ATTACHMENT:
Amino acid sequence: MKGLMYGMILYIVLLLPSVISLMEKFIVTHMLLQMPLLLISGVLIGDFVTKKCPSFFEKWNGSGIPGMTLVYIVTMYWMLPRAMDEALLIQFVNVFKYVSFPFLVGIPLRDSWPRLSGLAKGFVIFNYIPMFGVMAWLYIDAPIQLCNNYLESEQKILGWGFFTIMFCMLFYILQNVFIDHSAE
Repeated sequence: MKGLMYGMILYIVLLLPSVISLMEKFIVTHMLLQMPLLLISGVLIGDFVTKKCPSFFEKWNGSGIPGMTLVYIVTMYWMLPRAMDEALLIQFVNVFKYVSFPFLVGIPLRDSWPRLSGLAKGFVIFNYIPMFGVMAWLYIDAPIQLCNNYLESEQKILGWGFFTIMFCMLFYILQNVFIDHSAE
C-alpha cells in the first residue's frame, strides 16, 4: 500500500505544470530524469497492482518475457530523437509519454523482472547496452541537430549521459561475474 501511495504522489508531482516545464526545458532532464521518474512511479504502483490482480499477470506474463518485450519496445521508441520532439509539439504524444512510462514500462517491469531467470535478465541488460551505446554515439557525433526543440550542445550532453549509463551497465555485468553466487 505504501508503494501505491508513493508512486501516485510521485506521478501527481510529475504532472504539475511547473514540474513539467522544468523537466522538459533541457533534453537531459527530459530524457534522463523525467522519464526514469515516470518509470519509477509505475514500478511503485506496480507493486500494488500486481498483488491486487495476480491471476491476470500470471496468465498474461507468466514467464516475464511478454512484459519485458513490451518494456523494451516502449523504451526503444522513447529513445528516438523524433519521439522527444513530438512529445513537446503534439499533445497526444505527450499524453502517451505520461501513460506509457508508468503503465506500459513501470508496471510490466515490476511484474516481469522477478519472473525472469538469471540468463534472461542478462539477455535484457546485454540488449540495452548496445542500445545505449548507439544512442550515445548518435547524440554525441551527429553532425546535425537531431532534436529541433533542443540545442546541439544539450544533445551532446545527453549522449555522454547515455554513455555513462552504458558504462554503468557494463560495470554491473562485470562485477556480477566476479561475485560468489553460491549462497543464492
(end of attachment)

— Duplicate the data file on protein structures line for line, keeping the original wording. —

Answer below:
Amino acid sequence: MKGLMYGMILYIVLLLPSVISLMEKFIVTHMLLQMPLLLISGVLIGDFVTKKCPSFFEKWNGSGIPGMTLVYIVTMYWMLPRAMDEALLIQFVNVFKYVSFPFLVGIPLRDSWPRLSGLAKGFVIFNYIPMFGVMAWLYIDAPIQLCNNYLESEQKILGWGFFTIMFCMLFYILQNVFIDHSAE
Repeated sequence: MKGLMYGMILYIVLLLPSVISLMEKFIVTHMLLQMPLLLISGVLIGDFVTKKCPSFFEKWNGSGIPGMTLVYIVTMYWMLPRAMDEALLIQFVNVFKYVSFPFLVGIPLRDSWPRLSGLAKGFVIFNYIPMFGVMAWLYIDAPIQLCNNYLESEQKILGWGFFTIMFCMLFYILQNVFIDHSAE
C-alpha cells in the first residue's frame, strides 16, 4: 500500500505544470530524469497492482518475457530523437509519454523482472547496452541537430549521459561475474 501511495504522489508531482516545464526545458532532464521518474512511479504502483490482480499477470506474463518485450519496445521508441520532439509539439504524444512510462514500462517491469531467470535478465541488460551505446554515439557525433526543440550542445550532453549509463551497465555485468553466487 505504501508503494501505491508513493508512486501516485510521485506521478501527481510529475504532472504539475511547473514540474513539467522544468523537466522538459533541457533534453537531459527530459530524457534522463523525467522519464526514469515516470518509470519509477509505475514500478511503485506496480507493486500494488500486481498483488491486487495476480491471476491476470500470471496468465498474461507468466514467464516475464511478454512484459519485458513490451518494456523494451516502449523504451526503444522513447529513445528516438523524433519521439522527444513530438512529445513537446503534439499533445497526444505527450499524453502517451505520461501513460506509457508508468503503465506500459513501470508496471510490466515490476511484474516481469522477478519472473525472469538469471540468463534472461542478462539477455535484457546485454540488449540495452548496445542500445545505449548507439544512442550515445548518435547524440554525441551527429553532425546535425537531431532534436529541433533542443540545442546541439544539450544533445551532446545527453549522449555522454547515455554513455555513462552504458558504462554503468557494463560495470554491473562485470562485477556480477566476479561475485560468489553460491549462497543464492